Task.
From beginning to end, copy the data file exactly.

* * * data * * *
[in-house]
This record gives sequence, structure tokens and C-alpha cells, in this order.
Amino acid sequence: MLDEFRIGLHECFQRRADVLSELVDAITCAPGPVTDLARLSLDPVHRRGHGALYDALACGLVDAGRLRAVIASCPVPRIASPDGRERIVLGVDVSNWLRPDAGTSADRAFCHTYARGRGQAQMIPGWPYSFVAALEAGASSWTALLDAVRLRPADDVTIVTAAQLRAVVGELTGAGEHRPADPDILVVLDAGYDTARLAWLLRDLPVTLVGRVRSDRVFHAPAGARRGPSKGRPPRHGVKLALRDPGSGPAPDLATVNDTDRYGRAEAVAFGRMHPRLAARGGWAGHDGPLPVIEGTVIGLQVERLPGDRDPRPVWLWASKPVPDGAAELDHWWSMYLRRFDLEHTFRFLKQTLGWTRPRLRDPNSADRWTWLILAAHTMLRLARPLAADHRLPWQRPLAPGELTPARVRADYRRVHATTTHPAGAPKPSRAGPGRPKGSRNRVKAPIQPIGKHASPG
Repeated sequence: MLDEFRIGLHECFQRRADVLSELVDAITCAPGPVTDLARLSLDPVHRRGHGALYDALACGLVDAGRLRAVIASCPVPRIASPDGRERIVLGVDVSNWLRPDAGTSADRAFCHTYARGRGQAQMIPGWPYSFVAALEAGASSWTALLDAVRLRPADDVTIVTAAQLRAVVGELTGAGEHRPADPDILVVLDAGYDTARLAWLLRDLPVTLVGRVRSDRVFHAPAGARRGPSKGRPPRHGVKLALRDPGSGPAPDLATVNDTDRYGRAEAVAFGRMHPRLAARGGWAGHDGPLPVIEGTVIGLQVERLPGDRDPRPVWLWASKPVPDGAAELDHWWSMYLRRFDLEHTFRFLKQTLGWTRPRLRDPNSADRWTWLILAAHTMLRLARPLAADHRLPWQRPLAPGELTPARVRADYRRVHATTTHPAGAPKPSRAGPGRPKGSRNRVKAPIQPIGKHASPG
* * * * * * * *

[in-house]
This record gives sequence, structure tokens and C-alpha cells, in this order.
Amino acid sequence: MLDEFRIGLHECFQRRADVLSELVDAITCAPGPVTDLARLSLDPVHRRGHGALYDALACGLVDAGRLRAVIASCPVPRIASPDGRERIVLGVDVSNWLRPDAGTSADRAFCHTYARGRGQAQMIPGWPYSFVAALEAGASSWTALLDAVRLRPADDVTIVTAAQLRAVVGELTGAGEHRPADPDILVVLDAGYDTARLAWLLRDLPVTLVGRVRSDRVFHAPAGARRGPSKGRPPRHGVKLALRDPGSGPAPDLATVNDTDRYGRAEAVAFGRMHPRLAARGGWAGHDGPLPVIEGTVIGLQVERLPGDRDPRPVWLWASKPVPDGAAELDHWWSMYLRRFDLEHTFRFLKQTLGWTRPRLRDPNSADRWTWLILAAHTMLRLARPLAADHRLPWQRPLAPGELTPARVRADYRRVHATTTHPAGAPKPSRAGPGRPKGSRNRVKAPIQPIGKHASPG
Repeated sequence: MLDEFRIGLHECFQRRADVLSELVDAITCAPGPVTDLARLSLDPVHRRGHGALYDALACGLVDAGRLRAVIASCPVPRIASPDGRERIVLGVDVSNWLRPDAGTSADRAFCHTYARGRGQAQMIPGWPYSFVAALEAGASSWTALLDAVRLRPADDVTIVTAAQLRAVVGELTGAGEHRPADPDILVVLDAGYDTARLAWLLRDLPVTLVGRVRSDRVFHAPAGARRGPSKGRPPRHGVKLALRDPGSGPAPDLATVNDTDRYGRAEAVAFGRMHPRLAARGGWAGHDGPLPVIEGTVIGLQVERLPGDRDPRPVWLWASKPVPDGAAELDHWWSMYLRRFDLEHTFRFLKQTLGWTRPRLRDPNSADRWTWLILAAHTMLRLARPLAADHRLPWQRPLAPGELTPARVRADYRRVHATTTHPAGAPKPSRAGPGRPKGSRNRVKAPIQPIGKHASPG